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UNITED STATES OF AMERICA
YEARS 1904 AND 1905
COMPARED WITH LATE STATISTICS OF FOREIGN RAILWAYS
PREPARED FOR THE
GENERAL MANAGERS' ASSOCIATION OF CHICAGO
BY SLASON THOMPSON
From the organization of the Interstate Commerce Commission in 1887 to the last summary issued by that body, its statistics of American railways appear to have been compiled to bolster up the theories of the Commission's statistician, or to further the propaganda of its able and energetic secretary. To be of the highest value it will be admitted that the government statistics of such a comprehensive industrial system as the railways of the United States should be “as cold as ice” in the statement of facts, and “as pure as snow” from the imputation of being colored by any personal or ulterior purpose. They should seek to mirror as promptly and impartially as possible the condition existing during the period to which they relate.
In the First Annual Report on the Statistics of Railways in the United States for the year ending June 30, 1888, by Prof. Henry C. Adams, (then, as now, Statistician to the Commission,) it was well said that
“Railway statistics are essential for a proper appreciation of many problems of public economy, for sound conclusions on technical and scientific questions connected with railway management, as well as for the satisfactory performance by the Commission of the peculiar duties which Congress has assigned to it.” To this end "the framers of the 'Act to Regulate Commerce' intended to provide for comprehensive and authoritative railway statistics."
Since then under the fostering care of Mr. Adams, aided by liberal appropriations, these statistics have been compiled with ever increasing comprehensiveness, until now they are regarded as the most complete in the world. Unfortunately this development has been attended with increasing dilatoriness in their publication—so that, at this time when they are“ so essential for a proper appreciation of many problems of public economy, etc.,'' the completed statistics for the year ending June 30, 1904, were not distributed until December, 1905.
True, in its Nineteenth Annual Report, presented to Congress December 14, the Commission devoted a page and a half to the “Preliminary Report on the Income and Expenditures of Railways for the year ending June 30, 1905;" and in August, 1905, the Commission issued “For the Press” a skeleton of its final report for 1904.
None of these preliminary reports, abstracts or summaries has afforded a comprehensive, authoritative and above all, timely review of railway statistics. It was to remedy, as far as possible, the failure of the official statistician in the last mentioned respect, to make prompt publication of statistics within his possession, that the collection of the statistics behind the summaries herein for 1905 was undertaken.
In securing the data contained in the following pages returns were only sought from roads of 100 miles and over. Under this limitation, adopted for the sake of dispatch, reports were received from operating roads with a combined mileage of 193,404 miles of single track.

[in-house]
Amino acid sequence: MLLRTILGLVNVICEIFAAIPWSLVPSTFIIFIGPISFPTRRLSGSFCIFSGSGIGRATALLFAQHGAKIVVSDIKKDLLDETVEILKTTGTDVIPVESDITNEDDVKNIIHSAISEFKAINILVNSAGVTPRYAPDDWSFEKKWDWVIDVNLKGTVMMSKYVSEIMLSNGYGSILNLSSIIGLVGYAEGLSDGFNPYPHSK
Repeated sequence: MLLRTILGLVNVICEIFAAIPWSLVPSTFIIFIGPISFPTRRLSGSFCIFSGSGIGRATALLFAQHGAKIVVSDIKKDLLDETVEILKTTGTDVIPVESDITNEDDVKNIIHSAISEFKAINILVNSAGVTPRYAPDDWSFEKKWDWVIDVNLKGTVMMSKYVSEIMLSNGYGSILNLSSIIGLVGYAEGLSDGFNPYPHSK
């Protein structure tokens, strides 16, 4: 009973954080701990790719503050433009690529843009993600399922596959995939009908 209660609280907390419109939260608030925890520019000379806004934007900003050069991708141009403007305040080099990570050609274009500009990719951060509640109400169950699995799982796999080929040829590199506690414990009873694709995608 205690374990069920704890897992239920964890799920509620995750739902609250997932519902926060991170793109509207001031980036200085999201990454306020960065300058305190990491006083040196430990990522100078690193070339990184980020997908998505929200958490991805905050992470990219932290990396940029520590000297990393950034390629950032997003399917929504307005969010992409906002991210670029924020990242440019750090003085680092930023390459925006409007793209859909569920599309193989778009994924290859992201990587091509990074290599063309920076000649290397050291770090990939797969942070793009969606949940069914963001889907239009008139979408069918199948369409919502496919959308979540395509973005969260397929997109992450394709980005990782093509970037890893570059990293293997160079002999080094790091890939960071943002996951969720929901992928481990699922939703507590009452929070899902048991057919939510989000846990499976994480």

The inquiry was purposely confined to the more essential topics on which the Interstate Commerce Commission seeks information, and, so far as it goes, this information is identical with what the Commission obtains from the same sources and which will not be available for intelligent independent study in the official statistics until a year hence-unless the Commission is spurred into more rapid action. That there is no excuse for the delay of a year and a half in making public the statistics of American railways, these pages testify.
Although the total official mileage reported to the Commission in 1904, was 213,904 miles, the total for which“ satisfactory operating reports” were received was only 212,243 miles. It is with the assignments and computations, based on these latter figures, that all comparisons in the following pages will be made.
For the sake of brevity the Interstate Commerce Commission will be referred to herein as the “Commission;” the Commission's “Statistics of Railways in the United States” as “Official Statistics;” and “the year ending June 30,” will be implied before the figures of the year specified, unless otherwise stated.
The principal conclusions to be drawn from these incomplete t prompt returns for 1905, are:
That there is no excuse for the Commission's delay of fifteen months in giving the complete statistics of railways to the public.
That the statistics should be confined to operating companies only, thus avoiding duplications and confusion.
That the compilation of railway statistics should be entrusted to the Department of Commerce and Labor, whose Statistician, 0. R. Austin, gets out fuller statistics of American industries every month within a month of the affairs to which they relate than the Commission's statistician furnishes eighteen months after the close of each fiscal year.
That official compilation of statistics should not be entrusted to men with pet theories and prejudices, especially when these are adverse to the interest about which it is essential the truth should be known.
That Congress should establish national inquiry by expert officials into the causes of railway accidents patterned after that in Great Britain.